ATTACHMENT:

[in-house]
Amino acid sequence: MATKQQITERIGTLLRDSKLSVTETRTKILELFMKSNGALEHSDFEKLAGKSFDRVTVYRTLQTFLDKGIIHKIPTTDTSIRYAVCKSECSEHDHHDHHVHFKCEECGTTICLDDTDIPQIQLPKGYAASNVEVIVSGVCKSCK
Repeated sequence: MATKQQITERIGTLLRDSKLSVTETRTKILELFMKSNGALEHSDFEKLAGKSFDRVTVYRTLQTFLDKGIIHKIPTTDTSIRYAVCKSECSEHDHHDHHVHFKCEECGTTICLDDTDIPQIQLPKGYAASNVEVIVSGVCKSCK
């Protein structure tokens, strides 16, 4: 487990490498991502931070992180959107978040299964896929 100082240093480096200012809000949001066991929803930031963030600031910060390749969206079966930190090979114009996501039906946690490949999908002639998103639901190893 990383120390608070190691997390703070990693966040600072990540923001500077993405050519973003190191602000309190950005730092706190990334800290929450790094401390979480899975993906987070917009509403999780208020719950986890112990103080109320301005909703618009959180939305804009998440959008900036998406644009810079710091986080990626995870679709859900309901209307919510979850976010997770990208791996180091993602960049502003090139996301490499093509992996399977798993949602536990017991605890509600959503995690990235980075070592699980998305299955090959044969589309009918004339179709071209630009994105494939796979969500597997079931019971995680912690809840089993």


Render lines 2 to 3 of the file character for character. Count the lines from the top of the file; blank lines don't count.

Amino acid sequence: MATKQQITERIGTLLRDSKLSVTETRTKILELFMKSNGALEHSDFEKLAGKSFDRVTVYRTLQTFLDKGIIHKIPTTDTSIRYAVCKSECSEHDHHDHHVHFKCEECGTTICLDDTDIPQIQLPKGYAASNVEVIVSGVCKSCK
Repeated sequence: MATKQQITERIGTLLRDSKLSVTETRTKILELFMKSNGALEHSDFEKLAGKSFDRVTVYRTLQTFLDKGIIHKIPTTDTSIRYAVCKSECSEHDHHDHHVHFKCEECGTTICLDDTDIPQIQLPKGYAASNVEVIVSGVCKSCK